Even I - some years your junior - can feel that way.
I knew people born in the 19th century. I knew people who were Jewish boat refugees to Sweden during the occupation of Denmark in WWII. I remember all these things by proxy, simply because somebody bothered to tell me about their lives - and I bothered to listen.
Perhaps some day I'll tell somebody about what it was like living in the 20th century - and that knowledge might be carried into the 22nd century! Imagine that...
My maternal grandmother- born into an artistic family on the Isle of Wight and trained as a wood carver- grew up in an atmosphere of mild bohemianism leavened with right-thinking Quakerism. My paternal grandmother was the daughter of a provincial haberdasher- the world of Kipps. My paternal grandfather grew up in a working class town on the Thames- downriver from the East End. His mother kept a boarding house...
You should read some of my mum's book reviews. She, like you, has a keen eye for anachronism.
I went to Jersey more recently than you, but long enough ago that we went on a Dan Air plane with propellers.
I believe I did the trip on a plane with propellors too but maybe I dreamed it.
Kirstie talked about visiting the tunnels the Germans built- using slave labour. I did that too. nastiest, most oppressive place I've ever been...
Oh, yes, we did that! There was a definite Atmosphere, which I rather liked while also being a bit freaked out.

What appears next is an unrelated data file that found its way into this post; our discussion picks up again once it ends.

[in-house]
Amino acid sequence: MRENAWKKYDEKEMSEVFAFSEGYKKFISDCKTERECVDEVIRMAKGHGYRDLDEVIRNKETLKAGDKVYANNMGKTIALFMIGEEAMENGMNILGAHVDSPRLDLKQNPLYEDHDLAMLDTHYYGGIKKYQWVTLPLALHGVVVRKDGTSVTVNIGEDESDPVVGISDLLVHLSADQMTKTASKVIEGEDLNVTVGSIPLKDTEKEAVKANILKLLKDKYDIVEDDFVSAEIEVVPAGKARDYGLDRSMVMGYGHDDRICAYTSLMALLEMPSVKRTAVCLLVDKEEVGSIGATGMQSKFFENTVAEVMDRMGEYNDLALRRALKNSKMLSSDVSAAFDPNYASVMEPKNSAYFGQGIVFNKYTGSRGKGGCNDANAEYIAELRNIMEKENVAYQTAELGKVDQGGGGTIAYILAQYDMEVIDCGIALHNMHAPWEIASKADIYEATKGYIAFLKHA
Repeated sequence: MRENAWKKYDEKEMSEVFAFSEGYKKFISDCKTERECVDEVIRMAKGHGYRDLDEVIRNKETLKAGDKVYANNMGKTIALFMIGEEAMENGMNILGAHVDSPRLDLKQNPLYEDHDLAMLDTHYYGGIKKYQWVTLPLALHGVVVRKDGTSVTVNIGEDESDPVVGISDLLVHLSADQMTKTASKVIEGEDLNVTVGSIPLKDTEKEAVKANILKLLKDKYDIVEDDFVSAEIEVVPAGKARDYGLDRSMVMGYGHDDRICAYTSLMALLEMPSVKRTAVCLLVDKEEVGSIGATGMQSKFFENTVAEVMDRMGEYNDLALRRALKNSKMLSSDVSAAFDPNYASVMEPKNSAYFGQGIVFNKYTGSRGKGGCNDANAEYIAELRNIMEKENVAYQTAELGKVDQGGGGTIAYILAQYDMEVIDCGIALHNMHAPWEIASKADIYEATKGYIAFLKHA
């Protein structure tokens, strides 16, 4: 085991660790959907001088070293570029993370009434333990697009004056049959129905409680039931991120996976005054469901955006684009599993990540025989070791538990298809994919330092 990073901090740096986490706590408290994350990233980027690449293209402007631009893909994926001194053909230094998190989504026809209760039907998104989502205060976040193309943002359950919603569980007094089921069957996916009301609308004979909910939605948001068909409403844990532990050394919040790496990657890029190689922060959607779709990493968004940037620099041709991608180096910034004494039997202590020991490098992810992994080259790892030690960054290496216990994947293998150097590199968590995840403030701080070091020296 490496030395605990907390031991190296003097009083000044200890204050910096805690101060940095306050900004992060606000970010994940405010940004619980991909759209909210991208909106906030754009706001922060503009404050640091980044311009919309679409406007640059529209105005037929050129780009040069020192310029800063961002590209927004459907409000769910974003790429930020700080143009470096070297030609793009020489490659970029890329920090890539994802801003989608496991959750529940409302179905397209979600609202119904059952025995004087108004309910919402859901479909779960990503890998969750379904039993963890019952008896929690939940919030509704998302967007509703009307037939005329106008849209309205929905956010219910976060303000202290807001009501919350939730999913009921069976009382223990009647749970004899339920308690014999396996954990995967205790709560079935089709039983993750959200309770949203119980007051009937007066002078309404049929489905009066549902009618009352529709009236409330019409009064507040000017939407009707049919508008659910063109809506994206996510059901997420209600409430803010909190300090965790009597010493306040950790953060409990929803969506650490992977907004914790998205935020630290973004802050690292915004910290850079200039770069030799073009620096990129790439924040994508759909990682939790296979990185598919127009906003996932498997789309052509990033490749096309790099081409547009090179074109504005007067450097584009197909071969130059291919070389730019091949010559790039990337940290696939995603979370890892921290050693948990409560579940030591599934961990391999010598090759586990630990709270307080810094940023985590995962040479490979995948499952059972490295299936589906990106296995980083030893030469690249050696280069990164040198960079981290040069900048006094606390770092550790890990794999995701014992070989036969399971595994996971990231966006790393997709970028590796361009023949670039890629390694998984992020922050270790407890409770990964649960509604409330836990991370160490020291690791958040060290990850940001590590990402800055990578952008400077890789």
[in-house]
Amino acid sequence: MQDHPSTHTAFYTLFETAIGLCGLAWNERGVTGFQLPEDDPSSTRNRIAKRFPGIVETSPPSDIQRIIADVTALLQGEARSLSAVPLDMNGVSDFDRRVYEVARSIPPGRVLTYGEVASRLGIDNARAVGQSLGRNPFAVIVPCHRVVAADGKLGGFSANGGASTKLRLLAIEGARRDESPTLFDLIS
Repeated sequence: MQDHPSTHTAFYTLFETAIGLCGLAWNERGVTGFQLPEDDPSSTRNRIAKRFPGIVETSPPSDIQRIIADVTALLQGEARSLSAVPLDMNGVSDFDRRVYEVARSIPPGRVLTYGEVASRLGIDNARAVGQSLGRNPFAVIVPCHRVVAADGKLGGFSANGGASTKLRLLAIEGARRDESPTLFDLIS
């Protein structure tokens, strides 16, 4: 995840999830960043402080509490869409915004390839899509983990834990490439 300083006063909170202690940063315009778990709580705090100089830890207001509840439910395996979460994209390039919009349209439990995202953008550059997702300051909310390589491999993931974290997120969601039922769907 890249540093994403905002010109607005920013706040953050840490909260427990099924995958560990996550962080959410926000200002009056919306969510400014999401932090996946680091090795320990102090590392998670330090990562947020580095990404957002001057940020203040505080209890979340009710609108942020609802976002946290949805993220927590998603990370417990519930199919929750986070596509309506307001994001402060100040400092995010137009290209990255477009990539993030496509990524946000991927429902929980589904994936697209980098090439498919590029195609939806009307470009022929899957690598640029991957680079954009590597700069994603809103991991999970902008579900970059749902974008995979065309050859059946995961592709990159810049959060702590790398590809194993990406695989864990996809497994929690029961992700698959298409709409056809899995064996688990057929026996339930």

Supposedly "hooker" became a word in the Civil War when a certain General Hooker brought a wagon train of comfort women with him on his campaigns.
I read that too, but also that the reference is to a district of New York City- "The Hook"- where the working girls hung out.
I know exactly how you feel.
It's not a bad novel, but...
All too many writers of historical novels simply cannot place themselves in the given time frame and in the heads of its people.
My seventeenth century is somewhere I couldn't bear to read as a novel setting.
It's very hard- almost impossible I think- to put aside all one knows or thinks one knows- and enter into the mindset of an earlier age.
It is, but I think I come close with the 17th century after all these years.
the author of that book didn't do their research - and unfortunately there will be few people who notice the disconnect. I didn't know about the domestic servant thing!
She's read up about 19th century medicine and 19th century feminism- but there are all sorts of things- to do with class and language and social attitudes that she just hasn't looked at.
That kind of thing always grates on me. It's like...here I am lost in this lovely world of whatever and then....a remark that wouldn't be made is made and I am jolted back.
Just one example: a lady's companion asks a Liberal politician of whom she disapproves if Mr Gladstone is still "consorting with hookers."
Yeah, that jumps out like neon.
I can't count the number of historicals--not all mystery or romance--in which a character uses some variation of the phrase "I'll be there for you." Sigh.